Gun Slinger (1920)
Bapopik at AOL.COM
Bapopik at AOL.COM
Wed Jan 3 23:11:12 UTC 2007
Here's an earlier "gun slinger." It appears to come from the movies--a
William Farnum western.
HDAS has 1928 (citing "W10"), then 1931 from "Whispering Range." An idiot
Wikipedian lists the HDAS cite as 1928 "Whispering Range"...I would correct
everything and add my 1920 cite, but that's self-promotion and scholars just
aren't allowed that. Showing my "gunslinger" work here means that it's
peer-reviewed by slang scholars, but that's just not good enough for Wikipedia.
OT: Yesterday, my website had its most hits ever in a single day--over
20,000, with over 7,500 visits. About 1,500 people came over from a Wikipedia link
on "Statue of Liberty Play." Was this used in a bowl game this week?...For
all that, I made $10.
Gunslinger (or Gun Slinger)
The “gunslinger” (or “gun slinger") is the legendary figure of the film
western. The “gunslinger” term was not used in the 1800s, however; “gunman” (or
“gun man") is a term more of the period. It appears that the “gun slinger”
term first appeared with William Farnum’s western Drag Harlan in 1920.
_Wikipedia: Gunslinger_ (http://en.wikipedia.org/wiki/Gunslinger)
Gunslinger, also gunfighter, is a name given to men in the American Old West
who had gained a reputation as being dangerous with a gun.
Origin of the term
According to the Random House Historical Dictionary of American Slang the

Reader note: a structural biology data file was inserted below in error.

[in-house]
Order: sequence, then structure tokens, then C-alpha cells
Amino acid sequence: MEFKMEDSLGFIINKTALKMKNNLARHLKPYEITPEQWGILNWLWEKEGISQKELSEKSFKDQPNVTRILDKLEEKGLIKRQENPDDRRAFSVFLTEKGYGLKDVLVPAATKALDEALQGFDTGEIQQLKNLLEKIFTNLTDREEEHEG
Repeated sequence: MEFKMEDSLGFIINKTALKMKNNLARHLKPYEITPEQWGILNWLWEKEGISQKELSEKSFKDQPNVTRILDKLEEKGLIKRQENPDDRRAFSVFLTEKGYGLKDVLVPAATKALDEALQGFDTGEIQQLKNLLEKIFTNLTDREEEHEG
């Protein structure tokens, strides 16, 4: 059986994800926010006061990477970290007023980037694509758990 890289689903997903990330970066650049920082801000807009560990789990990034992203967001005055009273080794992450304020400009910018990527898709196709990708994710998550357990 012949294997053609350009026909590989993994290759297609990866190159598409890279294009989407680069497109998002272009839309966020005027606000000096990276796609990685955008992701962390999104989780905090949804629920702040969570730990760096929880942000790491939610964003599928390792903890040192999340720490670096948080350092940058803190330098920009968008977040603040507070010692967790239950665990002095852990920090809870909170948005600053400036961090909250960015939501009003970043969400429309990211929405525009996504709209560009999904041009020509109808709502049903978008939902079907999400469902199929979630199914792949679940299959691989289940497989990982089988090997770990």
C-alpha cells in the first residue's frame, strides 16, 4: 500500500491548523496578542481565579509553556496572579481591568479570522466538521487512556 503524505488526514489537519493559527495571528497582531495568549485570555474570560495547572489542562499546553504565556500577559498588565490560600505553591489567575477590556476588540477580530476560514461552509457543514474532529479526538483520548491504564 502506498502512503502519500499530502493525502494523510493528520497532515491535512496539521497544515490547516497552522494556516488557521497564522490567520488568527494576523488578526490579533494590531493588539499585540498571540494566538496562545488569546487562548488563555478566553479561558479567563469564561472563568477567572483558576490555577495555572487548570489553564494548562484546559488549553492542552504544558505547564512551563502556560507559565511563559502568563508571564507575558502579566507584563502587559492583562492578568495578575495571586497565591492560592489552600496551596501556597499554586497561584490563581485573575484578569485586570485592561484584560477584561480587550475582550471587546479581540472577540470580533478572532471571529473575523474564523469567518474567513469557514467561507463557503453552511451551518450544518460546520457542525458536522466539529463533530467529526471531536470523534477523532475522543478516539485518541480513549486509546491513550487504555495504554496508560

word was first used in the 1928 novel Whispering Range by Haycox. [This
confuses the 1928 and 1931 cites—ed.] It was soon adopted by other western writers
such as Zane Grey and became common usage. In his introduction to The Shootist
author Glendon Swarthout says that gunslinger and gunfighter are modern
terms and that the more authentic terms for the period would have been gunman,
pistoleer, or shootist. While Swarthout seems to have been correct about
gunslinger we know that Bat Masterson used the term gunfighter in the newspaper
articles he wrote about the lawmen and outlaws he had known.
(Historical Dictionary of American Slang)
gunslinger a western gunfighter; gunman. Now Standard English.
1928 (cited in Webster’s 10th) 1931 Haycox Whispering Range 160: You’re one
of Redmain’s imported gunslingers.
_Old West Glossary_
gunslinger A made-up word from Western fiction 
(Oxford English Dictionary)
gun-slinger = GUN-MAN
1953 in Wentworth & Flexner Dict. Amer. Slang (1960) 236/1 The *gun-slinger
will spend..his life behind bars.
28 November 1920, Indianapolis Star, pg. 8, col. 4:
William Farnum will be the attraction at the Keystone this week in “Drag
Harlan,” filmed from the story by Charles Alden Seltzer. Farnum is seen as “the
two-gun man from Pardo,” a feared and notorious gunfighter. That his title
as an outlaw is undeserved, but that his skill as a “gun slinger” is by no
means overrated, is developed in the story.
25 January 1921, Wyoming State Tribune (Cheyenne, WY), pg. 2, col. 1:
LAST DAY FOR WILLIAM
FARNUM’S NEW PICTURE
Exciting pistol duels between famous “gun slingers” of the West is one of
the big elements that holds the spectator’s interest in a vise-like grip while
watching “Drag Harlan,” the latest of the William Farnum star series
showing at the Atlas for the last times today. Farnum will play the part of “Drag,”
the famous Pardo two-gun man, who rids an entire community of its outlaws.
A charming romance runs parallel with the element of adventure.
23 March 1925, Olean (NY) Evening Herald, “The Hawk” by Dana Coolidge, pg.
2, col. 1:
“Git down, you pore fool. or he’ll beef you in your tracks. That’s one of
them Texas gun slingers.”
The American Dialect Society - http://www.americandialect.org
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